While some in the Palestinian leadership do seem to recognise that the resort to terror tactics is counter-productive since it creates a moral equivalence between their methods and the Israeli occupation, they are unable to convince their people. To an extent this inability appears to stem from the fact that the Palestinians are so conscious of their victim-hood that they are unable to acknowledge the fact that the international community (or the West, which is really what matters) is unable to perceive their plight in the same manner. They are unable to argue their case for outside intervention - through the deployment of international observers, for instance - with conviction because in the Western perception their resort to terror tactics eclipses Israel's excesses.

Of late the Palestinian official media have begun to float the idea of a change in tactics. A resort to non-violent forms of protest is likely to provide more dividends than the continual resort to the gun and the bomb, it has been argued. But no leading political figure has yet come forward to press for a definitive change in tactical approach, probably because they fear they will be accused of softness or even cowardice by the Palestinian street. A swift change in tactical approach would appear necessary because Israel believes its policy of attritting hardcore militants is beginning to work. If the Palestinians change their tactics only after a large number of militants have been killed, Israel could say that the change in tactics did not proceed from a change of heart but out of necessity.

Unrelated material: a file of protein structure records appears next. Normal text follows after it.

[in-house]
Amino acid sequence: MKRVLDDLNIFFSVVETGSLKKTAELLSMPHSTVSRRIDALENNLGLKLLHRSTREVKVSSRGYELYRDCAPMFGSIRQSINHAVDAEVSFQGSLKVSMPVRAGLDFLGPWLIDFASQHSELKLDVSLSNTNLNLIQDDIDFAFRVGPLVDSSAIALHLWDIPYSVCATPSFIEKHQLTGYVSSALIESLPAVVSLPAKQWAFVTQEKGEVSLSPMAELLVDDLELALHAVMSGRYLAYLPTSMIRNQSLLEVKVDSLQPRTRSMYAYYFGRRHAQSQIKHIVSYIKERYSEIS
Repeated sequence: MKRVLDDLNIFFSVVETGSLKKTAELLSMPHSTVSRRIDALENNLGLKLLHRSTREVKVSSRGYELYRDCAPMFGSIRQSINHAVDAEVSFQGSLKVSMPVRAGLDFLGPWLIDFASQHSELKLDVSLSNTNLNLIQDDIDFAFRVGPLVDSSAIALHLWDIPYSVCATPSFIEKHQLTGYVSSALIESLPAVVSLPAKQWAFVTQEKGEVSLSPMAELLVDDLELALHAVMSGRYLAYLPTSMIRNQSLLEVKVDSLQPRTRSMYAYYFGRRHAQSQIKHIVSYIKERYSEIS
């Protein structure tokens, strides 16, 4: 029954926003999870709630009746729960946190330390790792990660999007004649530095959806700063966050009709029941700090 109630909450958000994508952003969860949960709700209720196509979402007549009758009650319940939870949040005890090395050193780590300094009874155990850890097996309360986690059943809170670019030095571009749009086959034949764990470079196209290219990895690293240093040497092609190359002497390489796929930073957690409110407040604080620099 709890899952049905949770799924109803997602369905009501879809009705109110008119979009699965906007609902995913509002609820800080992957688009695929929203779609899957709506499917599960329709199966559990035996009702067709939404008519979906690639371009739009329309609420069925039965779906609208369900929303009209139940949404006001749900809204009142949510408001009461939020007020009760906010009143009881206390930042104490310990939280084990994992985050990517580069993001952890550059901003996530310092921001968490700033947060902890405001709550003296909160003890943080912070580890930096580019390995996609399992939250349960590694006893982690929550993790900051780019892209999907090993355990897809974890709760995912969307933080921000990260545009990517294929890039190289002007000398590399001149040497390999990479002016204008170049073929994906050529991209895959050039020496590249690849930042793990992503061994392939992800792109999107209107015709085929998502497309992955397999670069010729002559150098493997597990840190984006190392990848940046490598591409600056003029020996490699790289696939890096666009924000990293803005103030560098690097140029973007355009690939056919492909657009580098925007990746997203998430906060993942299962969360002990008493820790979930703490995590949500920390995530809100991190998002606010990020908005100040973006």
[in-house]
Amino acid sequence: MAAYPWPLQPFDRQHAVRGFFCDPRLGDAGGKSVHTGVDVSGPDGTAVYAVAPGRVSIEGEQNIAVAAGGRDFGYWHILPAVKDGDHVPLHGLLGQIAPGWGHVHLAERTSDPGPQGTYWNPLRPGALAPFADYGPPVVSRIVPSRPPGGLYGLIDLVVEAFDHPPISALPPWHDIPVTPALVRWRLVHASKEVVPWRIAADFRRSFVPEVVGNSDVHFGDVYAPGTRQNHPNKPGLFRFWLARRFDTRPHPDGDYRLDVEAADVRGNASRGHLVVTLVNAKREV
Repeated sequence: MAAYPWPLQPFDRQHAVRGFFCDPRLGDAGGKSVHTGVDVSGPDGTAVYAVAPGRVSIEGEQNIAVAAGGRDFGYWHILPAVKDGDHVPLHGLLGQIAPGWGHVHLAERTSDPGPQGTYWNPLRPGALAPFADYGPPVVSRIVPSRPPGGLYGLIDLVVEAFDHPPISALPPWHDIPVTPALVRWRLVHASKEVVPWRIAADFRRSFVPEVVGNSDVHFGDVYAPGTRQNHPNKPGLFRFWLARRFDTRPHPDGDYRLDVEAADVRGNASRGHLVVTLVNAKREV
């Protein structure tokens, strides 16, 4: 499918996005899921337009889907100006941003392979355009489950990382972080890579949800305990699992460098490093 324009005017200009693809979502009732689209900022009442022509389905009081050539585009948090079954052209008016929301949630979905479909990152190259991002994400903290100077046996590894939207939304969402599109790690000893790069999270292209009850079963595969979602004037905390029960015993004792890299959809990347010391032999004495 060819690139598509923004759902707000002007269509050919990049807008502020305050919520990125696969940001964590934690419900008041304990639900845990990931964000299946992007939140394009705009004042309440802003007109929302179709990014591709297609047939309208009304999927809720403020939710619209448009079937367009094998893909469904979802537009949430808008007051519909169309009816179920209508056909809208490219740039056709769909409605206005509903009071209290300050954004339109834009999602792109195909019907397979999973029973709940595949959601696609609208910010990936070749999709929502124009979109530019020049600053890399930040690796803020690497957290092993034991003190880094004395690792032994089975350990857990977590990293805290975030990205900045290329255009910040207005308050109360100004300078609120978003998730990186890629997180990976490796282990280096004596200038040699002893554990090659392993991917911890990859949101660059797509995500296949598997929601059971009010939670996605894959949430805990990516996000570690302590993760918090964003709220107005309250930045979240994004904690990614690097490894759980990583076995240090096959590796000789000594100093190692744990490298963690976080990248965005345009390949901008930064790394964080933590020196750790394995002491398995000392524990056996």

Such an Israeli argument will have potency when a basic objective of the Palestinians is to get the West on its side, bereft of any suspicion of their intentions. The West, especially the U.S., will not give the Palestinians full support so long as it is not convinced that the Palestinians are not willing to live peacefully with Israel and so long as it suspects that the switch to non-violence is only a temporary tactical measure. Even if the P.A. were somehow able to make the Palestinian people conform to the path of non-violence, there are enough fanatics amongst the Israelis, especially amongst the settlers, who would provoke the Palestinians into retaliation. But before Arafat can ask his people to opt for the path of non-violent struggle, he will need to show them that it will produce some kind of benefit, such as the posting of neutral observers in the territories.

Israel under Sharon's leadership believes that any concession to the Palestinians at the current juncture, even the posting of neutral observers, would be tantamount to rewarding violence. The Palestinians are so fed up of promises being broken by Israel, and have invested so much into the current uprising, that they are unwilling to stop their violent campaign unless they can see that their future will be different. Both sides are therefore still willing to slug it out, and the referee - the international community and the U.S. in particular - does not appear inclined to step into the middle so long as the fighters are swinging at each other.